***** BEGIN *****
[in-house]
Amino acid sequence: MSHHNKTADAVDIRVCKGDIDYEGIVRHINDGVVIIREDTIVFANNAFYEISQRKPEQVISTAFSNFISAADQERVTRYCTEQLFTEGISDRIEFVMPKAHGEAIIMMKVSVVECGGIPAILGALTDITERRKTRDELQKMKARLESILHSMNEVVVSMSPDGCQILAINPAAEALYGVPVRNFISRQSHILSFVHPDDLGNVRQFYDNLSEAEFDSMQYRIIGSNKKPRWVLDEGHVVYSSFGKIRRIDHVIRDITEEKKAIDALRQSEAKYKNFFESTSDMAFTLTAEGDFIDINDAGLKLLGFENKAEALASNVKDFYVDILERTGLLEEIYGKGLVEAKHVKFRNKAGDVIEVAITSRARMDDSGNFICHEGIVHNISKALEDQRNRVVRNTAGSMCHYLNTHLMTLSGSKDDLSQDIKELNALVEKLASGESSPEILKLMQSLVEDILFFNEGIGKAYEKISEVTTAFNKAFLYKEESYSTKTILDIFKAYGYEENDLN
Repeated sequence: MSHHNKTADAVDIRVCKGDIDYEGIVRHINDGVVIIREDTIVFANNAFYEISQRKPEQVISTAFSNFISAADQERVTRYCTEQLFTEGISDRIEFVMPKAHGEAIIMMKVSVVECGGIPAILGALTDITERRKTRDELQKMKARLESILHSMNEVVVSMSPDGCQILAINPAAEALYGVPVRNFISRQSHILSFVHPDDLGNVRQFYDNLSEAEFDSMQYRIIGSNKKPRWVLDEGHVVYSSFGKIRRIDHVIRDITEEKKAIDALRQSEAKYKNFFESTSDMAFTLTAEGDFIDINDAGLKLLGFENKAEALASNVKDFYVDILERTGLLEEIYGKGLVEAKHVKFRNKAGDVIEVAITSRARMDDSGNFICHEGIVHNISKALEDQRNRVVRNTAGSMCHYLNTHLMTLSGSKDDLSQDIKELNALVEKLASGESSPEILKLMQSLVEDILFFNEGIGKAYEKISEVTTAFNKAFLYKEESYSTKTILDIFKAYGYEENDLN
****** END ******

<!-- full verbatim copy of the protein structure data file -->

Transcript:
[in-house]
Amino acid sequence: MSHHNKTADAVDIRVCKGDIDYEGIVRHINDGVVIIREDTIVFANNAFYEISQRKPEQVISTAFSNFISAADQERVTRYCTEQLFTEGISDRIEFVMPKAHGEAIIMMKVSVVECGGIPAILGALTDITERRKTRDELQKMKARLESILHSMNEVVVSMSPDGCQILAINPAAEALYGVPVRNFISRQSHILSFVHPDDLGNVRQFYDNLSEAEFDSMQYRIIGSNKKPRWVLDEGHVVYSSFGKIRRIDHVIRDITEEKKAIDALRQSEAKYKNFFESTSDMAFTLTAEGDFIDINDAGLKLLGFENKAEALASNVKDFYVDILERTGLLEEIYGKGLVEAKHVKFRNKAGDVIEVAITSRARMDDSGNFICHEGIVHNISKALEDQRNRVVRNTAGSMCHYLNTHLMTLSGSKDDLSQDIKELNALVEKLASGESSPEILKLMQSLVEDILFFNEGIGKAYEKISEVTTAFNKAFLYKEESYSTKTILDIFKAYGYEENDLN
Repeated sequence: MSHHNKTADAVDIRVCKGDIDYEGIVRHINDGVVIIREDTIVFANNAFYEISQRKPEQVISTAFSNFISAADQERVTRYCTEQLFTEGISDRIEFVMPKAHGEAIIMMKVSVVECGGIPAILGALTDITERRKTRDELQKMKARLESILHSMNEVVVSMSPDGCQILAINPAAEALYGVPVRNFISRQSHILSFVHPDDLGNVRQFYDNLSEAEFDSMQYRIIGSNKKPRWVLDEGHVVYSSFGKIRRIDHVIRDITEEKKAIDALRQSEAKYKNFFESTSDMAFTLTAEGDFIDINDAGLKLLGFENKAEALASNVKDFYVDILERTGLLEEIYGKGLVEAKHVKFRNKAGDVIEVAITSRARMDDSGNFICHEGIVHNISKALEDQRNRVVRNTAGSMCHYLNTHLMTLSGSKDDLSQDIKELNALVEKLASGESSPEILKLMQSLVEDILFFNEGIGKAYEKISEVTTAFNKAFLYKEESYSTKTILDIFKAYGYEENDLN